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This subject will address a selection of the most significant and cutting edge issues in the law governing public administration. Importantly the subject will take a contextual approach, placing administrative law principles in the context of the administrative processes they are designed to regulate, and considering the role of law in the design and working of government administration. It will seek to consider cutting edge issues in administrative law not only through the lens of legal analysis but also from the perspective of public officials, who are the addressees of and must work with administrative law principles. The subject will focus on the law of Australia and other common law jurisdictions.
The subject is divided into three parts. Part one, on decision-making, will address the distinction and interrelationship between discretion and rules, including the use and legal status of government policy and official guidance; administrative procedures, including in terms of e-governance; and the place of good governance values in government rule-making, including values of transparency, accountability and participation. Part two, on judicial-executive relations, will consider government strike-back against judicial decisions, both in the context of judicial review and public authority liability, and the interplay between judicial review and government resource allocation. Part three, on ‘new principles, new challenges’, will critically examine and chart the implications for public administration of emergent doctrines such as proportionality, legitimate expectations and duties of consultation.
The subject will be of interest to lawyers with interests in public law, and of especial interest to lawyers working in or who advise government, and to anyone with an interest in how law frames and operates within public administration.
Principal topics include:
- Administrative decision-making
- Administrative discretion and rules, with a case study on the use and legal status of administrative policy and guidance
- Administrative decision-making procedures and the role of legal norms
- Government rule-making and good governance values including transparency, accountability and participation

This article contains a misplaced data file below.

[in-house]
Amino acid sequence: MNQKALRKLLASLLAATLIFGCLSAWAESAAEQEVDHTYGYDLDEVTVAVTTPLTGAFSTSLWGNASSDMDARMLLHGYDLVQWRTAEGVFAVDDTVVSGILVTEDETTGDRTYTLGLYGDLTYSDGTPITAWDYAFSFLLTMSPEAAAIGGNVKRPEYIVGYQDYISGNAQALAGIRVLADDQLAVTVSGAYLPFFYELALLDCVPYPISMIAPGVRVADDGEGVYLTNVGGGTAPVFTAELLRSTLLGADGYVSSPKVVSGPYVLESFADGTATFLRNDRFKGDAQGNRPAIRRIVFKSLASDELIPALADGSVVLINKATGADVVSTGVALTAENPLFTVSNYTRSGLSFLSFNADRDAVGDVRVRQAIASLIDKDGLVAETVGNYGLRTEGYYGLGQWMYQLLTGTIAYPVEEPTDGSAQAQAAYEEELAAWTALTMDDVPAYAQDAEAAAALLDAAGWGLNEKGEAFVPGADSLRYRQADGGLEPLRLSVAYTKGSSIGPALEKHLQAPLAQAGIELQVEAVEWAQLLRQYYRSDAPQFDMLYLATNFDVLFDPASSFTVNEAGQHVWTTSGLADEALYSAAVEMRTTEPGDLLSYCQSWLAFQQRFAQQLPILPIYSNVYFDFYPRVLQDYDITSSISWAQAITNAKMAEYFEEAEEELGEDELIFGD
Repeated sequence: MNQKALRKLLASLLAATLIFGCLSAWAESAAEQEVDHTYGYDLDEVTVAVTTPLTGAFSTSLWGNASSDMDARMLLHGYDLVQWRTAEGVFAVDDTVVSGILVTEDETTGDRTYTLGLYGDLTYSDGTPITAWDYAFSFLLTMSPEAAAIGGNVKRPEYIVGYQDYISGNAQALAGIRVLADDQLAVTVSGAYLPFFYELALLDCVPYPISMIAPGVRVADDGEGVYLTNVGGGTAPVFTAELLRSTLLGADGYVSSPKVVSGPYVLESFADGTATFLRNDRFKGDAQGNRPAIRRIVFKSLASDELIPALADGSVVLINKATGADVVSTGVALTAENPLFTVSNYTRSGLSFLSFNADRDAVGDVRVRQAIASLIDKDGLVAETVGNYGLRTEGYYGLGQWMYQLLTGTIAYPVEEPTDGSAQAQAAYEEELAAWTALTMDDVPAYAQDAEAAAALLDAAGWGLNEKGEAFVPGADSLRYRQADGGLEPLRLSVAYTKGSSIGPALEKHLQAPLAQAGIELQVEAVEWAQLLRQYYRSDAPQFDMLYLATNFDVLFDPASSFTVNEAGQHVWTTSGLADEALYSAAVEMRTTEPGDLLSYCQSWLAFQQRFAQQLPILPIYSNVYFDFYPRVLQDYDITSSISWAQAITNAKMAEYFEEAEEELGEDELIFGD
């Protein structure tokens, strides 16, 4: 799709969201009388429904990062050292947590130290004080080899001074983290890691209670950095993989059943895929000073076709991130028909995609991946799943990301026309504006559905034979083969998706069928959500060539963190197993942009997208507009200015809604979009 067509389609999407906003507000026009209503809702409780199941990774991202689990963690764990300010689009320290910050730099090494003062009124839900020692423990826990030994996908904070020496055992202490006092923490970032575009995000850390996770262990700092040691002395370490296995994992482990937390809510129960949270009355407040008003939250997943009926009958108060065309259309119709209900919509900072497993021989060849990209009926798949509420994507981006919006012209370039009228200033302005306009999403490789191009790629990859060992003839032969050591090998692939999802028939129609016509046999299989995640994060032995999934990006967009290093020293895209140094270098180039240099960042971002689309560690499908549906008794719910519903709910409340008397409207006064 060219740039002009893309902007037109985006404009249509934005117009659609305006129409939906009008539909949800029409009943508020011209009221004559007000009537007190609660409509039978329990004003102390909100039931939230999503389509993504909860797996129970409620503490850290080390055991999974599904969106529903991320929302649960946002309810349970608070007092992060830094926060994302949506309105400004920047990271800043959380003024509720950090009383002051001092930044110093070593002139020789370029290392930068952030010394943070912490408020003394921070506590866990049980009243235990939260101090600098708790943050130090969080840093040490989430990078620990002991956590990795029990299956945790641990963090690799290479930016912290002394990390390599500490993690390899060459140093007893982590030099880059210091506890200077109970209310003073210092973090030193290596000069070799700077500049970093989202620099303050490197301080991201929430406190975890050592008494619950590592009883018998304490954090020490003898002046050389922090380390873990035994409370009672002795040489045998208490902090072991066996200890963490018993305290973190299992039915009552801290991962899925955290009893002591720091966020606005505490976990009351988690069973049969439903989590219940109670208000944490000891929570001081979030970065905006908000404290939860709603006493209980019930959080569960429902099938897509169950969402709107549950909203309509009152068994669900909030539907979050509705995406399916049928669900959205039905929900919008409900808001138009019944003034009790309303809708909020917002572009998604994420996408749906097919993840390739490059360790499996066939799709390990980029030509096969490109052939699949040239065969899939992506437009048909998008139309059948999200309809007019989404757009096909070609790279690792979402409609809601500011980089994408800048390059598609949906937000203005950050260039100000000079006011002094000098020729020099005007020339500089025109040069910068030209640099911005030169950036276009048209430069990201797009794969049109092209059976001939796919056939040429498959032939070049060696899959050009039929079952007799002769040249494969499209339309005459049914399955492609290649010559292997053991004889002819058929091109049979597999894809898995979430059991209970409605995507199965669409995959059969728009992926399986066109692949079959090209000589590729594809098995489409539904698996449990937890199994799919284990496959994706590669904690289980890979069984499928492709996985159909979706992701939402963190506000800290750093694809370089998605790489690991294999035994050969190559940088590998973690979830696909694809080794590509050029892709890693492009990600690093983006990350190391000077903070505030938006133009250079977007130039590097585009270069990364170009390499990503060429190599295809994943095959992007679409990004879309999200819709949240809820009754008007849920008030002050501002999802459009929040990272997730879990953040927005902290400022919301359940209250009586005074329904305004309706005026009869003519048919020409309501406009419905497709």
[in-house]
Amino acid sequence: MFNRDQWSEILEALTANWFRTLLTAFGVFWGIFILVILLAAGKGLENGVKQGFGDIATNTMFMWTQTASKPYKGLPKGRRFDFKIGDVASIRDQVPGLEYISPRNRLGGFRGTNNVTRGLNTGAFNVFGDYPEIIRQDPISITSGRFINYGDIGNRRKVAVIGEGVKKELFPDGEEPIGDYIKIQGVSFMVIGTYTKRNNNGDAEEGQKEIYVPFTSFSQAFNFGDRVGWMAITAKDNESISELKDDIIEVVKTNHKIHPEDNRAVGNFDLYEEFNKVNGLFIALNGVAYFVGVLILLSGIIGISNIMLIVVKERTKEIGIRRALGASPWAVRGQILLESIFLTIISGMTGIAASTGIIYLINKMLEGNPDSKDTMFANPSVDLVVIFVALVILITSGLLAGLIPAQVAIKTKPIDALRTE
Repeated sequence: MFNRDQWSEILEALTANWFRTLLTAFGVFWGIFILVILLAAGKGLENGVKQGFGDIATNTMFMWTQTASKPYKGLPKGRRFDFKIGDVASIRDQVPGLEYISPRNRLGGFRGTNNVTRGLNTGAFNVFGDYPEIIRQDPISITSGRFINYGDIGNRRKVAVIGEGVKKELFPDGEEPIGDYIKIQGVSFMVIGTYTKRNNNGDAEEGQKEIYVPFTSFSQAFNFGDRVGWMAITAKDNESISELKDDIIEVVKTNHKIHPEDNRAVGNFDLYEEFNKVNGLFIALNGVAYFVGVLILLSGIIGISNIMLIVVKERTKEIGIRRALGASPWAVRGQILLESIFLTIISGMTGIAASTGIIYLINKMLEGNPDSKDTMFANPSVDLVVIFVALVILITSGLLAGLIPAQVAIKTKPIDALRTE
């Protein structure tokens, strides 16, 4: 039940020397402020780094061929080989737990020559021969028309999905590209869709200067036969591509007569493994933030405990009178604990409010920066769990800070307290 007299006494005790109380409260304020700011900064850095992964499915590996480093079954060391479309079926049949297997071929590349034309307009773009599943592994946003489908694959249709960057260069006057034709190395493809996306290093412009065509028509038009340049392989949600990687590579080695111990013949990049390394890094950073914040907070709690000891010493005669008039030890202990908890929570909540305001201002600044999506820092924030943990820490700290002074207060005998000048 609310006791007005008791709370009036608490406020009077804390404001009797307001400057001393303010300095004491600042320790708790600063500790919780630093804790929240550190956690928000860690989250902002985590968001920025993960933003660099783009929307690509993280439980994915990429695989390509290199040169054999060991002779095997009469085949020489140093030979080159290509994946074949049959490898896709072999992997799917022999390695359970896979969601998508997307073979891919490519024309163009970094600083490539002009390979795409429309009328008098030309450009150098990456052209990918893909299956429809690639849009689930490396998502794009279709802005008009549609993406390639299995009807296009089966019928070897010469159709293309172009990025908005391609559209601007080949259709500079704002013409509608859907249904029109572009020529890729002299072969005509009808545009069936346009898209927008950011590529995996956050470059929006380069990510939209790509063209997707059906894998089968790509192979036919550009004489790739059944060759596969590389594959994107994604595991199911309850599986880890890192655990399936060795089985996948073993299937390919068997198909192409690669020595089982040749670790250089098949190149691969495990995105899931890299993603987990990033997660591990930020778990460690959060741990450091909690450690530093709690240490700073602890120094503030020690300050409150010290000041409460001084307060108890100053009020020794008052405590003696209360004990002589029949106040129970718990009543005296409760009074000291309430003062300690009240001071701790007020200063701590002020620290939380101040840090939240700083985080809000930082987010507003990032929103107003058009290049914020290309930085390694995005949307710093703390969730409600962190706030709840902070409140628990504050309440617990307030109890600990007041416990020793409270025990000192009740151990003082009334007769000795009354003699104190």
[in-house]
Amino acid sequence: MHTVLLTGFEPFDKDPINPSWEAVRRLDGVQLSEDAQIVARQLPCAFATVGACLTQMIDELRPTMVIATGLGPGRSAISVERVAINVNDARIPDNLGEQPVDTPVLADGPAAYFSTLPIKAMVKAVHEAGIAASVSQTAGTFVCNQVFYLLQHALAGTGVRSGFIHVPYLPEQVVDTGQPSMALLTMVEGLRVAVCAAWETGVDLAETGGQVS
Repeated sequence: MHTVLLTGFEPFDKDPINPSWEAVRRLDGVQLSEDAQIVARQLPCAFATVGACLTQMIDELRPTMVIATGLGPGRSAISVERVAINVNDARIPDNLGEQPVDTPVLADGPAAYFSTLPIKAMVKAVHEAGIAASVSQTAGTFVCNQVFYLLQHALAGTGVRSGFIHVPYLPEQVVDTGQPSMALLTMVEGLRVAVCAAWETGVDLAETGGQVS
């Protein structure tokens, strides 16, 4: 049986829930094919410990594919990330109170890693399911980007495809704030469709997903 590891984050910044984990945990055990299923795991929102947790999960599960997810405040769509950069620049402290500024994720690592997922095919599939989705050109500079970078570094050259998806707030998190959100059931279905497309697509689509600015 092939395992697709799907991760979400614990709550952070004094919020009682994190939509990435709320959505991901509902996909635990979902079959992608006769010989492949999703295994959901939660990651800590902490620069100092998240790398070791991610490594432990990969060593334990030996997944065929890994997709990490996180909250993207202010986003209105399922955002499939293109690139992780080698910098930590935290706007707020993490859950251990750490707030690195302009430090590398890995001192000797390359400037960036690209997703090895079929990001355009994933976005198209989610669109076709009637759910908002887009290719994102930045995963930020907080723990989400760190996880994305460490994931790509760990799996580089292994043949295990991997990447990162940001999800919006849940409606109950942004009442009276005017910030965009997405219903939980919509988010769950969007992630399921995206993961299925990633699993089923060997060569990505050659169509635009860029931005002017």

- Judicial-government relations
- Government responses to judicial decisions and the impact of judicial decisions on public administration, with cases studies in judicial review and government liability
- Judicial review and government resource allocation
- New principles, new challenges
- Emergent doctrines and their implications for public administration, with case studies on proportionality, legitimate expectations and duties of consultation.
Intended learning outcomes
A student who has successfully completed this subject will:
- Have an advanced and integrated understanding of the role of law in the design and working of public administration, including recent developments
- Be able to critically examine, analyse, interpret and assess the effectiveness of laws, institutions and practices in the field of public administration
- Be an engaged participant in debates on the law, institutions and practices of public administration in the Australian and other common law legal systems
- Have a sophisticated appreciation of the factors and processes that drive change in the law governing, and practices of public administration
- Have a sophisticated understanding of the interrelationship between law and public administration
- Be aware, at an advanced level, of the impacts of law and judicial decisions on public administration, and of government responses to judicial decisions
- Have the cognitive and technical skills to generate critical and creative ideas relating to the legal framework of public administration and to critically evaluate existing theories, principles and practices
- Have the cognitive and technical skills to independently examine, research and analyse existing and emerging questions in relation to the legal framework of public administration
- Have the communication skills to clearly articulate and convey complex information regarding the subject to relevant specialist and non-specialist audiences.
Last updated: 6 December 2019